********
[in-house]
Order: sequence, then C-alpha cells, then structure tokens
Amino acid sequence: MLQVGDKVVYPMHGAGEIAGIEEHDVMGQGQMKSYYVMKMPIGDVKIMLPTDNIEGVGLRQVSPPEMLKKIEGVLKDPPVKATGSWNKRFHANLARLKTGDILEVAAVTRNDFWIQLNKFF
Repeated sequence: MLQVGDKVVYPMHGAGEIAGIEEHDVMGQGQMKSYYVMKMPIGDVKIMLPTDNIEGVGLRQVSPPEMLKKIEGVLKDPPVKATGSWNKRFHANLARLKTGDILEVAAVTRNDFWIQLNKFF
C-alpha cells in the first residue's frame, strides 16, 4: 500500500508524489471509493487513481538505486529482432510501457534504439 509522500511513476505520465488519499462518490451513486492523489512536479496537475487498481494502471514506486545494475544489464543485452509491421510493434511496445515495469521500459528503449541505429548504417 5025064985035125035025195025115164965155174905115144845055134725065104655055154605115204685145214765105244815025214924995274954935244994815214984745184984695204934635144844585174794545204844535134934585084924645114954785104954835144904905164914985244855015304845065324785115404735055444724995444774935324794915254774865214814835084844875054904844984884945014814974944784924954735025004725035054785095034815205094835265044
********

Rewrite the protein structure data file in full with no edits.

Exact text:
[in-house]
Order: sequence, then C-alpha cells, then structure tokens
Amino acid sequence: MLQVGDKVVYPMHGAGEIAGIEEHDVMGQGQMKSYYVMKMPIGDVKIMLPTDNIEGVGLRQVSPPEMLKKIEGVLKDPPVKATGSWNKRFHANLARLKTGDILEVAAVTRNDFWIQLNKFF
Repeated sequence: MLQVGDKVVYPMHGAGEIAGIEEHDVMGQGQMKSYYVMKMPIGDVKIMLPTDNIEGVGLRQVSPPEMLKKIEGVLKDPPVKATGSWNKRFHANLARLKTGDILEVAAVTRNDFWIQLNKFF
C-alpha cells in the first residue's frame, strides 16, 4: 500500500508524489471509493487513481538505486529482432510501457534504439 509522500511513476505520465488519499462518490451513486492523489512536479496537475487498481494502471514506486545494475544489464543485452509491421510493434511496445515495469521500459528503449541505429548504417 5025064985035125035025195025115164965155174905115144845055134725065104655055154605115204685145214765105244815025214924995274954935244994815214984745184984695204934635144844585174794545204844535134934585084924645114954785104954835144904905164914985244855015304845065324785115404735055444724995444774935324794915254774865214814835084844875054904844984884945014814974944784924954735025004725035054785095034815205094835265044